President Bush held to a full work schedule Tuesday with no recurrence of the irregular heartbeat that put him in the hospital over the weekend. Bush even joked about "my previously fibrillating heart" and showed reporters the wires to his heart monitor.

Presidential spokesman Marlin Fitzwater said that Bush's heart rate was monitored throughout the night. "It was perfectly normal all night long and this morning," Fitzwater said.In addition, Bush had a complete electrocardiogram test Tuesday morning immediately after getting up. The EKG test showed no irregularities, Fitzwater said.

The president did make one change in his lifestyle, Fitzwater said. He followed the advice of his wife, Barbara, and switched to decaffeinated coffee.

Mrs. Bush told reporters on Monday that Bush routinely drank at least six cups of coffee a day.

At the first event of a day crammed with meetings and appearances, Bush told a Rose Garden audience at a small business awards ceremony, "Welcome from the bottom of my previously fibrillating heart.""I must admit I'm glad to be out of the hospital. It's a little unsettling to turn on the news and see Peter Jennings pointing to a diagram of a heart with your name on it," Bush joked. "It isn't even Valentine's Day."

Bush even showed reporters the white wires leading from pads on his chest to the small pager-size transmitter on his waist. But he declined to reveal more, saying: "Do you think I'm Lyndon Johnson?"

It was a reference to the former president's display of the long scar on his abdomen after gall bladder surgery.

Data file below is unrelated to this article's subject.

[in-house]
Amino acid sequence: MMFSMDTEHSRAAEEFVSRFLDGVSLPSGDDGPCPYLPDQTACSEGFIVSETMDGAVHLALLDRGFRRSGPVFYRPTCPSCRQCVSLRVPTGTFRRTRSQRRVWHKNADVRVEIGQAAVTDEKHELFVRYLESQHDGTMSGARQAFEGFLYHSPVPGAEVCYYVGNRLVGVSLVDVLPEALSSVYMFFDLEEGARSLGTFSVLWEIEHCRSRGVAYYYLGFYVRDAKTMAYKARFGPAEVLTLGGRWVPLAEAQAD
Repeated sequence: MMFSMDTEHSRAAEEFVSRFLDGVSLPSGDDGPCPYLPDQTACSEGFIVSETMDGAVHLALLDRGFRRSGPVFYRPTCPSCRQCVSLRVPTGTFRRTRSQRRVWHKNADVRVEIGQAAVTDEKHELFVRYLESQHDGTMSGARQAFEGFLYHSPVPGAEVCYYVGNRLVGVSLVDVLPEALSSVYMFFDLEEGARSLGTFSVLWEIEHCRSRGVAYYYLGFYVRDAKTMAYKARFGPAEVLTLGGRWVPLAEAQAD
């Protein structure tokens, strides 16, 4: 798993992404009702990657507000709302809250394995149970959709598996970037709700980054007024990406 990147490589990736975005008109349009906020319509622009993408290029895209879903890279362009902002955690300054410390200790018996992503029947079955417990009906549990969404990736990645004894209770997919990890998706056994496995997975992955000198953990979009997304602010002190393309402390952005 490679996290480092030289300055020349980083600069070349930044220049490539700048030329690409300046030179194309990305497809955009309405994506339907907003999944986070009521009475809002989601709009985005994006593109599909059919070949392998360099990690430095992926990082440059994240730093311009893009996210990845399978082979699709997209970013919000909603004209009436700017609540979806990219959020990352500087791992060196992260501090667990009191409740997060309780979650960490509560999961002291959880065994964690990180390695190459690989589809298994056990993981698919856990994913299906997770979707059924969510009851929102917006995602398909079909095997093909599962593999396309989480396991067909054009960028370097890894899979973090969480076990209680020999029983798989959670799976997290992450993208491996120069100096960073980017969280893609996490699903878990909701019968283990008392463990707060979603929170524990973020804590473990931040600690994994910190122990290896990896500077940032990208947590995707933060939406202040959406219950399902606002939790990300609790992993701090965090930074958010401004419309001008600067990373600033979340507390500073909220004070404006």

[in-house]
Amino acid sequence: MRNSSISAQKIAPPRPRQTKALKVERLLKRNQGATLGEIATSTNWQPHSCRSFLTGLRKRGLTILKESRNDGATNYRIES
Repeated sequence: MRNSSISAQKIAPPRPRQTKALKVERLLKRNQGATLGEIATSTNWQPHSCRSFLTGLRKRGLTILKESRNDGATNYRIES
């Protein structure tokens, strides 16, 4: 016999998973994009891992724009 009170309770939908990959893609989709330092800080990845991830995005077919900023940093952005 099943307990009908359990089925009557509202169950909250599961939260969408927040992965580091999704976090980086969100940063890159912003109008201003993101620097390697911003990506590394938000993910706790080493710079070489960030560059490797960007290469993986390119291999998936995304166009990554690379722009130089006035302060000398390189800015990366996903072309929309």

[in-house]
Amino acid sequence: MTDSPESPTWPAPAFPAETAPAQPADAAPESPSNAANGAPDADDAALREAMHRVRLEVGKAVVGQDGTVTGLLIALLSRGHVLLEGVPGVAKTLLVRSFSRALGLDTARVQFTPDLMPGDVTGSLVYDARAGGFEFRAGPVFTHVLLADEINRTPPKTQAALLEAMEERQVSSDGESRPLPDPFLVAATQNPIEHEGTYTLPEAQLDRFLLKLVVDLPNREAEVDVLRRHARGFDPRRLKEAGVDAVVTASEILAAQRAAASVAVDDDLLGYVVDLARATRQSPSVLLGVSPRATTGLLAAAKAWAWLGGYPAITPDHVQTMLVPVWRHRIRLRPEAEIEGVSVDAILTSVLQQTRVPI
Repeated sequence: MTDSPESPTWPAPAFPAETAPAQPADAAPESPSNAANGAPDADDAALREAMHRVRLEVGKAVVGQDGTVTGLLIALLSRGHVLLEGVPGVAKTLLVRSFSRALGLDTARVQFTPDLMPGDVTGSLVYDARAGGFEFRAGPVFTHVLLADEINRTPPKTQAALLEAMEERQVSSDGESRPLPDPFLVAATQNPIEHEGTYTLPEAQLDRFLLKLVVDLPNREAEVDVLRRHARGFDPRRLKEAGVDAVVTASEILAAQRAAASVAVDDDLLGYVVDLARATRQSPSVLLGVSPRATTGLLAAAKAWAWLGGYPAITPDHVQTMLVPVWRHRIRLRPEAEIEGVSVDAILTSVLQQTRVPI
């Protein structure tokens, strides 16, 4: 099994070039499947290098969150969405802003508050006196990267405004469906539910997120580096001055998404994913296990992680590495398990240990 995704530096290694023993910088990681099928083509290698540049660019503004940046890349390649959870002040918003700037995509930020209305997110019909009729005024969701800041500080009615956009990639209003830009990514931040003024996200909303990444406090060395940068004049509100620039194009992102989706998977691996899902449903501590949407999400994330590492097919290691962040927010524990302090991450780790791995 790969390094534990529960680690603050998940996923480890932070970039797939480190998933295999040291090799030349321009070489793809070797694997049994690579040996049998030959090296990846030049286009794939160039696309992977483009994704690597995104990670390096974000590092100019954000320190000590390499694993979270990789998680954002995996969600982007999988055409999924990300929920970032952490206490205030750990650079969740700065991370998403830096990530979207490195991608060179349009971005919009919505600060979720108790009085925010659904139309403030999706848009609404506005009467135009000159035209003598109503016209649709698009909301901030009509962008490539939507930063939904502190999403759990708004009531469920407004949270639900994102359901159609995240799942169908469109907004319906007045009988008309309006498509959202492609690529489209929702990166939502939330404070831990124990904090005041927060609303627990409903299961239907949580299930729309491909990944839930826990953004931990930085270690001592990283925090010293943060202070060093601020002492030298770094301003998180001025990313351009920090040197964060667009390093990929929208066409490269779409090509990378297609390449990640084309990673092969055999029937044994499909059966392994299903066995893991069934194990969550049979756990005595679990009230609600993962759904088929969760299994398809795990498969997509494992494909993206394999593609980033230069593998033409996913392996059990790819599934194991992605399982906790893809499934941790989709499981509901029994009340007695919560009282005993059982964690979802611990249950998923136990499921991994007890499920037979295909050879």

Later, in a meeting with senators, Bush said, "Back to normal and I'm feeling great . . . . Same old me."

"This world is full of fibrillators. I've had so many calls," said Bush.

The president, who went to bed at 8:40 p.m. Monday, was up at 5:20 a.m. Tuesday and arrived at the Oval Office for a full day's work at 7:23 a.m. Fitzwater said. "He looks good," the spokesman said.

Fitzwater said that, even though Bush had felt fatigued on previous jogs, doctors did not believe he had previously experienced any bouts of irregular heartbeat before the incident Saturday at Camp David.

"He slept good and feels rested. Mrs. Bush said this morning `he slept like a log,"' Fitzwater said.

The president's heartbeat registered normal within 25 minutes of his return to the White House on Monday morning from a two-night stay at Bethesda Naval Hospital brought on by an irregular beat.

Fitzwater said that the president has a monitor strapped to him at all times. He wears a device on his waist the size of a pager, attached by wires to pads on his chest.

It sends a signal to a viewing monitor "that a nurse monitors continually" from an adjacent room.

During the day, the monitor is in the study off the Oval Office. During the night, the monitor is set up in a room across the hall from the president's bedroom.

Fitzwater said that Bush remains on medication to control the uneven heart beat.